eat some code

Handling statuses in Django #1

Choice field & finite state machine

October 2016 #Status  #State machine  #django-fsm  #Django 

Whether you're building up a CMS or a bespoke application, chances are that you will have to handle some states / statuses. Let's discuss your options in Django.

State & Transition definition (the boring part)

Feel free to skip this section if you know what states and transitions are.

Some typical examples are:

  • An article status (concerning its publication):
    • draft => ready to be moderated => published
  • An order status (money, money):
    • previewed => address selected => payment details entered => paid => packed => delivered

A status (or state) is finite, in other words,there can be only one; an article status is either "draft, "ready to be moderated" or "published" at any point in time (xor would be more accurate but I don't fully assume my nerdiness ! ). Going from one state to another is what we like to call a transition to sound fancy. "publish" is a transition going from the "ready to be moderated" state to the "published" state.

Note: the above examples are really simple. In practice you might have more possible transitions. For example we could add an un-publish functionality: "un-publish" would then be another transition.

Simple solutions

There are 2 obvious ways to handle this problem in Django: having a simple choice field or recording some dates (or both). These are appropriate in most cases.

1.Choice field:

DRAFT = "draft"
READY = "ready"
PUBLISHED = "published"

ARTICLE_STATUS_CHOICES = (
    (DRAFT, "Draft"),
    (READY, "Ready to be moderated"),
    (PUBLISHED, "Published")
)

class Article(models.Model):
    status = models.CharField(max_lenght=10, choices=ARTICLE_STATUS_CHOICES)

In this case, to move from one step to another, simply update the status field:

article.status = READY
article.save()

2.Recording timestamps:

It's often a good idea to know when specific updates were made. It's especially true with statuses. The implementation is straightforward:

...

class Article(models.Model):
    status = models.CharField(max_lenght=10, choices=ARTICLE_STATUS_CHOICES)
    ready_at = models.DateTimeField(blank=True, null=True)
    published_at = models.DateTimeField(blank=True, null=True)

Note: Having a "status" field is now optional - we could determine it based on the timestamps but caching it makes filtering easier and faster.

You've guessed it, to move from one step to another, simply update 2 fields:

article.status = READY
article.ready_at = now()
article.save()

Advanced requirements

Imagine you're building a more sophisticated publication platform where articles have 2 levels of approvals:

Now let's add some real world "fun" politics into the mix:

  • A limited set of users can give the first approval
  • Obviously a very limited set of users can give the second and final approval.
  • When one of these users requests a change - the article goes back to the draft status
  • The boss can publish at any time
  • Moderators can only publish after the second approval has been given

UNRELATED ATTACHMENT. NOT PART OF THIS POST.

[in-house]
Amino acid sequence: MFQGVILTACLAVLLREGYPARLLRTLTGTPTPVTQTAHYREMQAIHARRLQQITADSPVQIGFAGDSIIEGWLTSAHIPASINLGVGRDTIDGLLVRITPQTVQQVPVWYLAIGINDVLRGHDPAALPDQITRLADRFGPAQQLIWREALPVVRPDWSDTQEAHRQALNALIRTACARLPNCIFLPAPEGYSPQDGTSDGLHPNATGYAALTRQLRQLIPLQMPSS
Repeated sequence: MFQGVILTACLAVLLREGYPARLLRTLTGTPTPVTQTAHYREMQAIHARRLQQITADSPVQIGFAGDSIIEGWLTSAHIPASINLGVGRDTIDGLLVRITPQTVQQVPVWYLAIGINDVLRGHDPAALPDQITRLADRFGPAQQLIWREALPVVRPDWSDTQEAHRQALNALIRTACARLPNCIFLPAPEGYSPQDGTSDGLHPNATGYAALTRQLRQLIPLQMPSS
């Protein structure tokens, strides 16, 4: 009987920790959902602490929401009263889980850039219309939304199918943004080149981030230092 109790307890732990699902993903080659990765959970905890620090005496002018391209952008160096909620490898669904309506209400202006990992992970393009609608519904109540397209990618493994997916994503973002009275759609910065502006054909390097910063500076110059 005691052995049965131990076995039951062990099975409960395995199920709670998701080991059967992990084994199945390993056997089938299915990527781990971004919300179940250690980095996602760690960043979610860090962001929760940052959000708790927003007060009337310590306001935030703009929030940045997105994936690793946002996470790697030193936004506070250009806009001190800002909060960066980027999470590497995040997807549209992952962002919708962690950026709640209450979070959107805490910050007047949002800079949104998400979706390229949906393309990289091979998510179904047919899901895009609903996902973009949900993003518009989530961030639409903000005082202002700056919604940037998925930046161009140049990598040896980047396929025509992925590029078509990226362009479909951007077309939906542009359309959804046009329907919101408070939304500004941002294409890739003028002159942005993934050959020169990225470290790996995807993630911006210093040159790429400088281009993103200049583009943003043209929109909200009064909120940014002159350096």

• etc.

The bad news if that using above methods would be cumbersome (lot of fields and code), the good news is that there is a fantastic library to solve this particualr problem (quite common within the Django community) & it's called django-fsm which stands for Django Finit State Machine.

Using Django Finit State Machine

With django-fsm, we'll still use a status field and we'll use FSMField for it. However we can remove our timestamps and simply plug django-fsm-log in to log all the transitions. django-fsm basically helps with defining all the transitions and their respective permissions. As an example, here is what the code would look like (it's incomplete, I've only detailed publish_permission):

from django.db import models
from django_fsm import FSMField, transition


DRAFT = "draft"
APPROVAL_1 = "approval_1"
APPROVAL_2 = "approval_2"
PUBLISHED = "published"

ARTICLE_STATUS_CHOICES = (
    (DRAFT, "Draft"),
    (APPROVAL_1, "Approval 1"),
    (APPROVAL_2, "Approval 2"),
    (PUBLISHED, "Published")
)


def publish_permission(article, user):
    return (
        user.is_boss() or
        (article.status == APPROVAL_2 and user.is_manager())
    )


class Article(models.Model):
    status = FSMField(
        max_length=10, choices=ARTICLE_STATUS_CHOICES, default=DRAFT,
        protected=True    # force to use transitions to update status
    )

    @transition(field=status, source=[DRAFT], target=APPROVAL_1, permission=approve_1_permission)
    def approve_1(self):
        pass

    @transition(field=status, source=[APPROVAL_1], target=APPROVAL_2, permission=approve_2_permission)
    def approve_2(self):
        pass

    @transition(field=status, source=[APPROVAL_1, APPROVAL_2], target=DRAFT, permission=disapprove_permission)
    def disapprove(self):
        pass

    @transition(field=status, source=[DRAFT, APPROVAL_1, APPROVAL_2], target=PUBLISHED, permission=publish_permission)
    def publish(self):
        pass

At any moment, you can check what the logged-in user can do with a specific article by calling:

article.get_available_user_status_transitions(user)

As you can see, the transition decorator makes the code short & explicit. It's for example really easy to see who can publish an article. Please check Django FSM documentation for more information: https://github.com/kmmbvnr/django-fsm.

If you want to use this within an API, check-out the following article where I describe how to do this with DRF: http://eatsomecode.com/handling-statuses-django-2.

Conclusion

In most cases, handling statuses in Django is as easy as using the choices option. If you have to deal with many statuses and/or complex rules, django-fsm is your friend.

Image Credits

Header - steps - by Denise Palhares Mooney via Free Images